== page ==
Monday, January 29, 2007

The World Herald's Big Lie

by Ryan Anderson
I really envy our neighbors in the Centennial State for enjoying the services of their very own Colorado Media Matters. For such a small state our press corps sure produces a lot of bullshit and our small (but growing) community of volunteer bloggers just isn't sufficient to keep up with it all. That said, I just couldn't let this editorial* in Saturday's Omaha World Herald go without comment:
Is the apparent end of Initiative 300 going to lead to hordes of corporate interests swooping into Nebraska, snatching up farmland and radically changing the economic dynamics long shaping the state's ag sector? Not likely.

David Aiken, an agricultural law specialist at the University of Nebraska-Lincoln, was on the mark in a Friday World-Herald article. In many cases, he said, the demise of I-300 would mean that changes in land ownership likely would involve family members wanting to form corporations or limited liability companies (LLCs) to protect their nonfarm assets.

As the article stated: "Most concerns about Initiative 300, Aiken said, were from family members who inherited farms and wanted to form LLCs."
Now, to be fair, the OWH doesn't get it all wrong here. Nebraska's corporate farming ban does restrict the ability of farmers to work their land under the protection of a limited liability corporation... unless that corporation is majority owned by family members who actually work on the farm. That is, family farmers are unaffected so long as the family controls just over 50% of the LLC. The World Herald's claim that such restrictions actually hurt small farmers is both dishonest and disgusting.
Mega-hog farms are another main concern of I-300 supporters. But that legitimate issue is addressed by another development that has arisen through the normal course of events: the adoption, in nearly every Nebraska county, of strict zoning rules against large-scale hog confinements.
That the OWH vocally supports county zoning regulations admirably puts them one step behind the corporate lobbyists they've stolen their rhetoric from, but their argument here is lacking. Zoning regulations help communities place large farming operations appropriately. I-300 serves a different purpose entirely; confronting the critical issue of liability by requiring investors to operate under the same tax rules as most farmers. That's called 'leveling the playing field', making sure our state's tax and legal codes are working for our family farmers, not against them.

Protecting rural American values means protecting rural America... it amazes me how many opinion makers and muckrakers refuse to make that connection. And Initiative 300 is rural Nebraska's first and greatest defense.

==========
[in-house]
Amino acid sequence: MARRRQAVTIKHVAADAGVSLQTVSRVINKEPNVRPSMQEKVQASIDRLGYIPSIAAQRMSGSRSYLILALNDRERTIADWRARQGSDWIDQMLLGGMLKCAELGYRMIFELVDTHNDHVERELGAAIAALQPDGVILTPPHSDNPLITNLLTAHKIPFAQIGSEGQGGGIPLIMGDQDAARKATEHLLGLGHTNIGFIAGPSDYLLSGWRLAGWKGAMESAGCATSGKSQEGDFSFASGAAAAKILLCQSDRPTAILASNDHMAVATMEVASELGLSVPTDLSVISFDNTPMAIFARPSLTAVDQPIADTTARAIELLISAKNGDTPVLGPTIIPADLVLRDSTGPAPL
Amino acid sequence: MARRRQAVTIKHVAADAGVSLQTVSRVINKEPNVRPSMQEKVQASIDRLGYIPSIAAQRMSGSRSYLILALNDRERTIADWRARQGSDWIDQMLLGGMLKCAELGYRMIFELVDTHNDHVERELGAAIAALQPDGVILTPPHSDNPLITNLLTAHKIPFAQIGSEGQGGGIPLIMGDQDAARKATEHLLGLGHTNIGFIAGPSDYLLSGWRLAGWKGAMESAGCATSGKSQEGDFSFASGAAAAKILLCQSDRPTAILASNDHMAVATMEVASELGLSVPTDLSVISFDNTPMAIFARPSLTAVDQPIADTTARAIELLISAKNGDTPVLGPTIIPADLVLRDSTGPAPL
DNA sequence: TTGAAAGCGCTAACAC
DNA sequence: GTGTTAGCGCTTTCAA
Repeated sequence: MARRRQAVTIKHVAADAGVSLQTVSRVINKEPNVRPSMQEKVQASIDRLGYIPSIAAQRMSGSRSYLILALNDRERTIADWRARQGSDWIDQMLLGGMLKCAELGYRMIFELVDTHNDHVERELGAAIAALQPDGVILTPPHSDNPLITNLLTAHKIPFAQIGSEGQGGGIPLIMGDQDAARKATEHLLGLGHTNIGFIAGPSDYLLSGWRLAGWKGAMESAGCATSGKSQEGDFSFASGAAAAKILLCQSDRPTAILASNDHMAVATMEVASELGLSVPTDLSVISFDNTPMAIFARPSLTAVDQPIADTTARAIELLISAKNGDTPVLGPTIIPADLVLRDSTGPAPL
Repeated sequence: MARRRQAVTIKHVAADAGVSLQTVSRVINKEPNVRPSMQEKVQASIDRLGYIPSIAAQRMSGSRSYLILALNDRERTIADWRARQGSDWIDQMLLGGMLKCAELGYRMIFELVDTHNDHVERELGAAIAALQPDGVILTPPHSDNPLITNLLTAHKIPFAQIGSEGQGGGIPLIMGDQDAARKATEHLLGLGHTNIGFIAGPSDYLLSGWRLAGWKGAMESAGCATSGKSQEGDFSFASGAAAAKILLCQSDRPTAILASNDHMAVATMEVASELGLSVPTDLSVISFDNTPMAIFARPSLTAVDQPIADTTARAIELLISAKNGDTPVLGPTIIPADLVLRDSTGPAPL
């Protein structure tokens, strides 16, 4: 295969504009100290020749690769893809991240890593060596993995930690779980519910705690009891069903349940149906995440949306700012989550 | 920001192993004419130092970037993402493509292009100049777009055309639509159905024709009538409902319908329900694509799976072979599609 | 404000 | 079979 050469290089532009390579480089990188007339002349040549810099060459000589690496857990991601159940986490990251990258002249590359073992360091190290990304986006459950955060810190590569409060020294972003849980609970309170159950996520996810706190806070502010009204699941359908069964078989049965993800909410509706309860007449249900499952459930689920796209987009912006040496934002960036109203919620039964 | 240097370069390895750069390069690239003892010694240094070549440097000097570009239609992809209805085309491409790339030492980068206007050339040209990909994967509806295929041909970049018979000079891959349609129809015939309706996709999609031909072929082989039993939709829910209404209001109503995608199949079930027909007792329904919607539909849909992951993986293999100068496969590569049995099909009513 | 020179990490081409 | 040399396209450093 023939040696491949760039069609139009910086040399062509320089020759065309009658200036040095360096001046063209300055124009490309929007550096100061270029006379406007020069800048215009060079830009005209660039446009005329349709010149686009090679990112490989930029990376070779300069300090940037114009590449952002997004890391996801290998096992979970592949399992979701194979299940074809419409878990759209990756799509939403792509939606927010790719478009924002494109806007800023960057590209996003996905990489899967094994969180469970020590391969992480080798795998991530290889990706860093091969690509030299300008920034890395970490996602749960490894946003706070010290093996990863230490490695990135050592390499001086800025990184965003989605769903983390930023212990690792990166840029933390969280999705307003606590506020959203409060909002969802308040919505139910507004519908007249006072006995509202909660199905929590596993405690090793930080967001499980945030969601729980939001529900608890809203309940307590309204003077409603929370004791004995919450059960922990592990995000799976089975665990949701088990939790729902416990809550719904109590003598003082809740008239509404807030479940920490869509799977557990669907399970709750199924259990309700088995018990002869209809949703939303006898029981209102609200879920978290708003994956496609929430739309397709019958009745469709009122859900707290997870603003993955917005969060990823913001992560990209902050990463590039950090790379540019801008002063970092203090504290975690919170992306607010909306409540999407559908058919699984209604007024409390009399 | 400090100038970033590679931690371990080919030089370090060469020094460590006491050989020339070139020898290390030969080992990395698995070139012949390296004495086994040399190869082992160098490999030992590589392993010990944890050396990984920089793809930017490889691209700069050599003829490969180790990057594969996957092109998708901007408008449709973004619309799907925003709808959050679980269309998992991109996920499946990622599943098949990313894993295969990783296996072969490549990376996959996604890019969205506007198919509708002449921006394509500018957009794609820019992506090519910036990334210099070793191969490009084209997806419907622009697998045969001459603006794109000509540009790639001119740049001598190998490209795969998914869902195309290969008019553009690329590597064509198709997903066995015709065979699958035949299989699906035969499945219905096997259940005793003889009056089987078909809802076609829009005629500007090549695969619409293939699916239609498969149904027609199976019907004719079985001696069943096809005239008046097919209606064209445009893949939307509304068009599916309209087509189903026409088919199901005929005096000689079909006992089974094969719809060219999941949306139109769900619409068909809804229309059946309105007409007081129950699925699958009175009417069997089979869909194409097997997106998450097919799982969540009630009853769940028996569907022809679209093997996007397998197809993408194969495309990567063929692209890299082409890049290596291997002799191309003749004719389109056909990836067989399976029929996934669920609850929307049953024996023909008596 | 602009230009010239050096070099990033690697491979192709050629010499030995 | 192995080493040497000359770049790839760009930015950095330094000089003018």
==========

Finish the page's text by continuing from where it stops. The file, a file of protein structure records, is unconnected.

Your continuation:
This last point was demonstrated dramatically in a 2002 study (PDF) that compared 433 counties classified as "agriculturally dependent" and concluded that counties in states with anti-corporate farming laws generally had "less families in poverty, lower unemployment and higher percentages of farms realizing cash gains". States with the most restrictive corporate farming laws -Nebraska included- fared even better in terms of cash gains and unemployment.

Essentially, the World Herald's argument that "Initiative 300 has proved a hindrance to Nebraska's farm economy" represents just another attempt to make Nebraska a better place to do business by making it a worse place to live. From a quality of life perspective, the merits of I-300 as public policy are undisputed.

As a matter of law, however, things look pretty bleak.

The Friends of the Constitution deserve a great measure of gratitude from all Nebraskans for their tireless defense of Initiative 300, and Attorney General Jon Bruning certainly deserves credit for exhausting all options for appeal. There appears to be little hope that the U.S. Supreme Court will reverse the lower courts' decision, but there may still be a chance to save Initiative 300 if only we can bring this fight to Congress.

The current legal battle revolves around the "Dormant Commerce Clause", which reserves for the federal government the exclusive right to regulate interstate commerce. However, established legal precedent suggests that Congress can elect to delegate this responsibility to the states, as it did in 1945 by granting states the right to regulate the insurance industry (see theMcCarran-Ferguson Act). Theoretically, Congress could pass a law delegating states the authority to regulate corporate ownership of farmland, and I-300 would be saved.

Considering the wealth of campaign contributions from big agribusiness and the vocal opposition of Chamber of Commerce lobbyists, there remains a pretty wide gulf between theory and practice. But I can't help noticing that six of the nine states with corporate farming bans have Senate races coming up in 2008 -Nebraska included. If we lobby this idea, if we really push it, we may just be able to offer our candidates and senators (from both parties) a fantastic opportunity to demonstrate just how deeply dedicated they are to "protecting rural American values".

*Unfortunately, this editorial does not appear to be available on the new version of

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Blogger Kyle Michaelis said...

This is an issue that goes beyond Nebraska's state constitution - our federal elected officials should tell us where they stand on defending I-300 in the halls of Congress.

Unfortunately, I think we'd probably be better off lobbying Sen. Tom Harkin in Iowa than the representatives we have if we wanted to see any real action. But, regardless of the outcome, Nebraska's last generation of true family farmers deserves to hear their death sentence read from the lips of their own politicians - seeing once and for all who really doesn't give a damn about their interests outside of campaign slogans and easy soundbytes.


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